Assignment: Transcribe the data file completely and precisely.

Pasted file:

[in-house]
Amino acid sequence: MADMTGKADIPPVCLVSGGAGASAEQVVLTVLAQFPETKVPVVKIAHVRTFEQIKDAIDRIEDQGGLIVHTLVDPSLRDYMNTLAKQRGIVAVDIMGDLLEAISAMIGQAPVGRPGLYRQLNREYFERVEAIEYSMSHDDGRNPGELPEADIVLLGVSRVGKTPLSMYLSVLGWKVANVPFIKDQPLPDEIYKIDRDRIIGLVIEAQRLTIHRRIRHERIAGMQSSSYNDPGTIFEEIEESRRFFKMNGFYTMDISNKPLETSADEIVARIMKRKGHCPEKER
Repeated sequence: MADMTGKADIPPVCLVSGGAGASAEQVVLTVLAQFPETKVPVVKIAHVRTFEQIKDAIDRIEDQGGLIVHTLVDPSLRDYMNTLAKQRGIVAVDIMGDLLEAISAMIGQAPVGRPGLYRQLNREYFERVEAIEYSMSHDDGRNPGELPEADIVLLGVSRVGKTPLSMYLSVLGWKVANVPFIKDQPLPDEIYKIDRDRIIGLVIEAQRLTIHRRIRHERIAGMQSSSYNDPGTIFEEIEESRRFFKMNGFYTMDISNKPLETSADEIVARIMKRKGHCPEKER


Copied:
[in-house]
Amino acid sequence: MADMTGKADIPPVCLVSGGAGASAEQVVLTVLAQFPETKVPVVKIAHVRTFEQIKDAIDRIEDQGGLIVHTLVDPSLRDYMNTLAKQRGIVAVDIMGDLLEAISAMIGQAPVGRPGLYRQLNREYFERVEAIEYSMSHDDGRNPGELPEADIVLLGVSRVGKTPLSMYLSVLGWKVANVPFIKDQPLPDEIYKIDRDRIIGLVIEAQRLTIHRRIRHERIAGMQSSSYNDPGTIFEEIEESRRFFKMNGFYTMDISNKPLETSADEIVARIMKRKGHCPEKER
Repeated sequence: MADMTGKADIPPVCLVSGGAGASAEQVVLTVLAQFPETKVPVVKIAHVRTFEQIKDAIDRIEDQGGLIVHTLVDPSLRDYMNTLAKQRGIVAVDIMGDLLEAISAMIGQAPVGRPGLYRQLNREYFERVEAIEYSMSHDDGRNPGELPEADIVLLGVSRVGKTPLSMYLSVLGWKVANVPFIKDQPLPDEIYKIDRDRIIGLVIEAQRLTIHRRIRHERIAGMQSSSYNDPGTIFEEIEESRRFFKMNGFYTMDISNKPLETSADEIVARIMKRKGHCPEKER